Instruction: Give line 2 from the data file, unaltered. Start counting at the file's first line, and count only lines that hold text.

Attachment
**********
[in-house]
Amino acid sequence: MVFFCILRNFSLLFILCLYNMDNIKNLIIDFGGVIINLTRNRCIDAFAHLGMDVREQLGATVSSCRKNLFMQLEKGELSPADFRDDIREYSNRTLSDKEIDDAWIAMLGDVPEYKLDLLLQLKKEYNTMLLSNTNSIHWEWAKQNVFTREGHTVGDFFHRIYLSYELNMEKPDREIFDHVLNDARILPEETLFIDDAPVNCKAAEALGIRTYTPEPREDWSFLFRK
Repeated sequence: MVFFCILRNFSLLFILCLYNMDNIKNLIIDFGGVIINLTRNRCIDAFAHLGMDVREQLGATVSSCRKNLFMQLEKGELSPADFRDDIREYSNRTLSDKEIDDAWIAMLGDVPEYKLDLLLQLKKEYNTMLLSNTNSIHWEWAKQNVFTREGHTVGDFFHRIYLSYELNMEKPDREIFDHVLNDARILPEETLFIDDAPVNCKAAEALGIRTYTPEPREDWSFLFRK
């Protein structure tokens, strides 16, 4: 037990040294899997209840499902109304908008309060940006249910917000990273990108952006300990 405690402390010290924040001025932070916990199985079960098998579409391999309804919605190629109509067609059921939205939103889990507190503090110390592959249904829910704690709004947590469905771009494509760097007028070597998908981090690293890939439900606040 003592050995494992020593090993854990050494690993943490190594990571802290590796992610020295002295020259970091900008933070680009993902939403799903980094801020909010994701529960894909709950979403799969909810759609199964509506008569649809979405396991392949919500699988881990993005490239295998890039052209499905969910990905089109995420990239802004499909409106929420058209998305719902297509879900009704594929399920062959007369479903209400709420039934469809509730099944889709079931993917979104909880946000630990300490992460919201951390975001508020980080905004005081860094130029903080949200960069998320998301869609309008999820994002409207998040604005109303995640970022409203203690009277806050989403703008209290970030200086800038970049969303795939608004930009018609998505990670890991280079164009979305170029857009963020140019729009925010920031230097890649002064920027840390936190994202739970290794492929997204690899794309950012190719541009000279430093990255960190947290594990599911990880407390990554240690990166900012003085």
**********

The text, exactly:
Amino acid sequence: MVFFCILRNFSLLFILCLYNMDNIKNLIIDFGGVIINLTRNRCIDAFAHLGMDVREQLGATVSSCRKNLFMQLEKGELSPADFRDDIREYSNRTLSDKEIDDAWIAMLGDVPEYKLDLLLQLKKEYNTMLLSNTNSIHWEWAKQNVFTREGHTVGDFFHRIYLSYELNMEKPDREIFDHVLNDARILPEETLFIDDAPVNCKAAEALGIRTYTPEPREDWSFLFRK